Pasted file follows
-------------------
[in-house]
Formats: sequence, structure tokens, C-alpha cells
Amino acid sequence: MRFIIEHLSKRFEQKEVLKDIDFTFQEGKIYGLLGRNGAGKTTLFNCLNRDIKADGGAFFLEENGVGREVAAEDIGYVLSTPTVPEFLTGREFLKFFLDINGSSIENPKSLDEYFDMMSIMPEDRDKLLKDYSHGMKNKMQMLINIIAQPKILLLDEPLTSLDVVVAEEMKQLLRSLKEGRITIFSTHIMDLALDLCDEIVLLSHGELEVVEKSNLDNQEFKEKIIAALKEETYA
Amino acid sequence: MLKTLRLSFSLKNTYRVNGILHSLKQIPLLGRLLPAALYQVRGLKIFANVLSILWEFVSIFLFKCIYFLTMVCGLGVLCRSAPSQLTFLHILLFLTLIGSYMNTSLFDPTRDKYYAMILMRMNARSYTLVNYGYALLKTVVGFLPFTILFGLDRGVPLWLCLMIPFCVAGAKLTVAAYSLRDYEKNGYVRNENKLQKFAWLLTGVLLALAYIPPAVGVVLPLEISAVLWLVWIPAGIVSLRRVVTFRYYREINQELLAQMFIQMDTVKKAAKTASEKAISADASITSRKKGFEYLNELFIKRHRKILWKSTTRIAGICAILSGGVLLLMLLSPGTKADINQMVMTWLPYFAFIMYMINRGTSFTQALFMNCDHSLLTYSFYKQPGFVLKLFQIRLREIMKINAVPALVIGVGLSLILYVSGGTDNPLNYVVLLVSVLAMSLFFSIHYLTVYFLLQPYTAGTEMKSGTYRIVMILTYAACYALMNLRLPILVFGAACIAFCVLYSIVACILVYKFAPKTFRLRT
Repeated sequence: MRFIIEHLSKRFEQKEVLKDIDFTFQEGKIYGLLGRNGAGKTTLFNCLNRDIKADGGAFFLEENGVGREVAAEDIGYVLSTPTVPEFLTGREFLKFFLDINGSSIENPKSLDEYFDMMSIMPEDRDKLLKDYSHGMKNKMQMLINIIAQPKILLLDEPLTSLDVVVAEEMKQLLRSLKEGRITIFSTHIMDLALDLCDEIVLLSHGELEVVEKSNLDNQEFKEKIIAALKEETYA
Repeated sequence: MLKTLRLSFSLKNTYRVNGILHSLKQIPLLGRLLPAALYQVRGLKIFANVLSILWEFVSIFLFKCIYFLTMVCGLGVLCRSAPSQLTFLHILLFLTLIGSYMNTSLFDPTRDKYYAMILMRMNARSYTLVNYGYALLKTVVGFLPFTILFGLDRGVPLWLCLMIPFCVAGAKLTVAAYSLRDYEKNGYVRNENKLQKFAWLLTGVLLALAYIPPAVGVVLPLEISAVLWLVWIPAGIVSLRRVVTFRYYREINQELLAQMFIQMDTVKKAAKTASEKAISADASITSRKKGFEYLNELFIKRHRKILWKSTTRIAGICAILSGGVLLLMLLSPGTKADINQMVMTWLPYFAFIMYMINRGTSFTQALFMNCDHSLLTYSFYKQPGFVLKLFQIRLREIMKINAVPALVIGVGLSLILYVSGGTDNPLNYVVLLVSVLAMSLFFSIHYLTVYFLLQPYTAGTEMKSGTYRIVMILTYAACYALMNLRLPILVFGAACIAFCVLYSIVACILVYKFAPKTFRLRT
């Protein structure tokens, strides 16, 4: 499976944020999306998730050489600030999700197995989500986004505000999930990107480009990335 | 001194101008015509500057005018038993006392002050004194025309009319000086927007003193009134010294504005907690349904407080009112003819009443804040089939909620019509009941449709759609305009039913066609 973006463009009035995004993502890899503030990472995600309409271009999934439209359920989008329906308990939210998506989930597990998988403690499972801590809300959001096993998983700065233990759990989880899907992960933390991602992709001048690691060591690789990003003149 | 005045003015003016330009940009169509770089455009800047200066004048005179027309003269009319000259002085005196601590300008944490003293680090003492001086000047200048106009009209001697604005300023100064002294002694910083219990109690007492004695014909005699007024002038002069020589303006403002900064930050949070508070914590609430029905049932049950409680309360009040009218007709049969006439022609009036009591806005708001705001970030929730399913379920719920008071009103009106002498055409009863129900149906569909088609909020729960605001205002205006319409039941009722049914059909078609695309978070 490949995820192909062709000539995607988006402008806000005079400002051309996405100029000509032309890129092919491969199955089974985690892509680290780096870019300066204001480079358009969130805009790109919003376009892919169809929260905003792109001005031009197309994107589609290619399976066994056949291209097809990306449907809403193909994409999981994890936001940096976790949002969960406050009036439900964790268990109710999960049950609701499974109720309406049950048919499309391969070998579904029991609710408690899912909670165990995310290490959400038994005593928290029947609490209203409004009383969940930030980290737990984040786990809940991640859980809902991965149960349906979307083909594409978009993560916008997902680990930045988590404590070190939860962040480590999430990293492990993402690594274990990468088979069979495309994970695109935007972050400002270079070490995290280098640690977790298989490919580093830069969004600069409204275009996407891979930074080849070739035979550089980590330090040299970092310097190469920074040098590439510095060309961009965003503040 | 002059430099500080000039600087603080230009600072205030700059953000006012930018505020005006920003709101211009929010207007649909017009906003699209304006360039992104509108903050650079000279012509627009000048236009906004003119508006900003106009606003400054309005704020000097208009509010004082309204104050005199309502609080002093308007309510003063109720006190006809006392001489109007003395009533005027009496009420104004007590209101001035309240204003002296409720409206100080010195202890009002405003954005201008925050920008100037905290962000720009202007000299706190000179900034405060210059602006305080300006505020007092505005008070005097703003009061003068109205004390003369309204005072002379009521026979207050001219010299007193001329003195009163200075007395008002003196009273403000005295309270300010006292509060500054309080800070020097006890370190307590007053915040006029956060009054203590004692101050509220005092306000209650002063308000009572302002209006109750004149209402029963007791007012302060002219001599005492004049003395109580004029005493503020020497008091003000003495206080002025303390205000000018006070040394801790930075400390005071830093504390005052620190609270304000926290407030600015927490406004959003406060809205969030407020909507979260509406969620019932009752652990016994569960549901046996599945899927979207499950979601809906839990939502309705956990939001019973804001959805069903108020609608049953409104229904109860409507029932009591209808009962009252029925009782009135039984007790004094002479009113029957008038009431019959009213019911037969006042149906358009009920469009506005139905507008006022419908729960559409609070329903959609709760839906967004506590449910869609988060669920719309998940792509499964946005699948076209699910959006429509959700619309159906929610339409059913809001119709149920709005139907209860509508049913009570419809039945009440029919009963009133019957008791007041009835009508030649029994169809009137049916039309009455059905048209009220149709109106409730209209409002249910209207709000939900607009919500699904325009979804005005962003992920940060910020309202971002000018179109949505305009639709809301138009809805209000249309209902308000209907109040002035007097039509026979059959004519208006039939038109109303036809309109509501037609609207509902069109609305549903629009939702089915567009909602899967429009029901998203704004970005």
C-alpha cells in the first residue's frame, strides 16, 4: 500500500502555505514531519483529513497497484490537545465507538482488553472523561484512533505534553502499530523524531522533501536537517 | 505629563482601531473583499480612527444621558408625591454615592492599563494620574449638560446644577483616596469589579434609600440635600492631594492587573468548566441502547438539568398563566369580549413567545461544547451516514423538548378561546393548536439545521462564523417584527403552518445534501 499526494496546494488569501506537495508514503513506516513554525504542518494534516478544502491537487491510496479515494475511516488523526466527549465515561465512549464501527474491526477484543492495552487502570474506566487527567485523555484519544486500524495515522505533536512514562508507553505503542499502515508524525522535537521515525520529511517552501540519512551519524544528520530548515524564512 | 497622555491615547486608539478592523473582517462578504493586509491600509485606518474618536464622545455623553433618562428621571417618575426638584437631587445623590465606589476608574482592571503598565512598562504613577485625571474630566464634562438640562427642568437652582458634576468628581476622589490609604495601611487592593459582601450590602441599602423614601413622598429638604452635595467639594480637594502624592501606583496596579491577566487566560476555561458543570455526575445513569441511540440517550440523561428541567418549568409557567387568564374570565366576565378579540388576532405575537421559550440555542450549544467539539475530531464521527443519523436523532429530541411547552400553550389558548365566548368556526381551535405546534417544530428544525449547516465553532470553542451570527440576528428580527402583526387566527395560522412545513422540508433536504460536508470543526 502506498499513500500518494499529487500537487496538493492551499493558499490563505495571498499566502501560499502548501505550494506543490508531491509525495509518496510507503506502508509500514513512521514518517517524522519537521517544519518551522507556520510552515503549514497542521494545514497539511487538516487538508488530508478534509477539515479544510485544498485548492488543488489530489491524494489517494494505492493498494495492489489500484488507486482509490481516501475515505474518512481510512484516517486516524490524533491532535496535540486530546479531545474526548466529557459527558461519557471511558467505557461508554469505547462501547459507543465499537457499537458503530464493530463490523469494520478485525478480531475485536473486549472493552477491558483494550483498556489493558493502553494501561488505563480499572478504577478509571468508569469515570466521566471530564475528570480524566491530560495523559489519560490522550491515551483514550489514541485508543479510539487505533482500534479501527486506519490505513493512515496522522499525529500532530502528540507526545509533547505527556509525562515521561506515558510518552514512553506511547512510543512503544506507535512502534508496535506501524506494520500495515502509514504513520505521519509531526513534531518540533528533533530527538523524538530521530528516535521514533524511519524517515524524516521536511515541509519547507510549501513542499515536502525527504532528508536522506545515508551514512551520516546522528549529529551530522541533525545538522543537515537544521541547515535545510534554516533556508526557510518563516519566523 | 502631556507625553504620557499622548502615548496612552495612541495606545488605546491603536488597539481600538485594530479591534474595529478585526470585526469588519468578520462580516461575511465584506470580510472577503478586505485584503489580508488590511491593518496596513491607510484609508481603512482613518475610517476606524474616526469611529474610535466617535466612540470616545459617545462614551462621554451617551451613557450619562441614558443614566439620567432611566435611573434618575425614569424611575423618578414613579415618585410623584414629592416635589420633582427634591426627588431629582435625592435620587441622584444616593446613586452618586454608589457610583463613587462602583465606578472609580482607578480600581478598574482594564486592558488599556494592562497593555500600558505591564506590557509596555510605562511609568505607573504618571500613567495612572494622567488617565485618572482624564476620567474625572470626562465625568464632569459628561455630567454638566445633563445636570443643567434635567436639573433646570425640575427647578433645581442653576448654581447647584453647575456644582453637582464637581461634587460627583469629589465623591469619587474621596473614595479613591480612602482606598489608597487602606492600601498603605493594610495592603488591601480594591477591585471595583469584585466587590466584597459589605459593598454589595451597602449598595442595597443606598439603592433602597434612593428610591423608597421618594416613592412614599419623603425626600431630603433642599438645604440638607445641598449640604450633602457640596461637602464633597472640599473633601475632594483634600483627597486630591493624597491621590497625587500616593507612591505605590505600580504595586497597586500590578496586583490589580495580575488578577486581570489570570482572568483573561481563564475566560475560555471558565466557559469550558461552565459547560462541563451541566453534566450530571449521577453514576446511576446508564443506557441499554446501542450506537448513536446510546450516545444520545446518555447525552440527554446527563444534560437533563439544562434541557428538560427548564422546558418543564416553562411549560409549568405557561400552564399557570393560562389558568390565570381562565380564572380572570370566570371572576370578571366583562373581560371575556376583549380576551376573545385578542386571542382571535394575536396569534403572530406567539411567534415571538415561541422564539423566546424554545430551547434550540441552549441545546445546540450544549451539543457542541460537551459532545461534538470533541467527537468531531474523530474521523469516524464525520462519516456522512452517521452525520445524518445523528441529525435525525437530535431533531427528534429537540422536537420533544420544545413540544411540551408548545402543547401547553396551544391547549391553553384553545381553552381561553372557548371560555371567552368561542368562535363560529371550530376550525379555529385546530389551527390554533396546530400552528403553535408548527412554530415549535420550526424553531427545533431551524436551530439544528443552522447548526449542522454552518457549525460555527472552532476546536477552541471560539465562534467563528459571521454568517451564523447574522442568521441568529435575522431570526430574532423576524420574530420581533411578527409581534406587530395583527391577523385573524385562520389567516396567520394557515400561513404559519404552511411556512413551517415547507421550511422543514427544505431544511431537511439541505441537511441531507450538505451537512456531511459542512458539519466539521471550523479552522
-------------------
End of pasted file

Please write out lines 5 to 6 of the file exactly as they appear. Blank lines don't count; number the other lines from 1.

Repeated sequence: MRFIIEHLSKRFEQKEVLKDIDFTFQEGKIYGLLGRNGAGKTTLFNCLNRDIKADGGAFFLEENGVGREVAAEDIGYVLSTPTVPEFLTGREFLKFFLDINGSSIENPKSLDEYFDMMSIMPEDRDKLLKDYSHGMKNKMQMLINIIAQPKILLLDEPLTSLDVVVAEEMKQLLRSLKEGRITIFSTHIMDLALDLCDEIVLLSHGELEVVEKSNLDNQEFKEKIIAALKEETYA
Repeated sequence: MLKTLRLSFSLKNTYRVNGILHSLKQIPLLGRLLPAALYQVRGLKIFANVLSILWEFVSIFLFKCIYFLTMVCGLGVLCRSAPSQLTFLHILLFLTLIGSYMNTSLFDPTRDKYYAMILMRMNARSYTLVNYGYALLKTVVGFLPFTILFGLDRGVPLWLCLMIPFCVAGAKLTVAAYSLRDYEKNGYVRNENKLQKFAWLLTGVLLALAYIPPAVGVVLPLEISAVLWLVWIPAGIVSLRRVVTFRYYREINQELLAQMFIQMDTVKKAAKTASEKAISADASITSRKKGFEYLNELFIKRHRKILWKSTTRIAGICAILSGGVLLLMLLSPGTKADINQMVMTWLPYFAFIMYMINRGTSFTQALFMNCDHSLLTYSFYKQPGFVLKLFQIRLREIMKINAVPALVIGVGLSLILYVSGGTDNPLNYVVLLVSVLAMSLFFSIHYLTVYFLLQPYTAGTEMKSGTYRIVMILTYAACYALMNLRLPILVFGAACIAFCVLYSIVACILVYKFAPKTFRLRT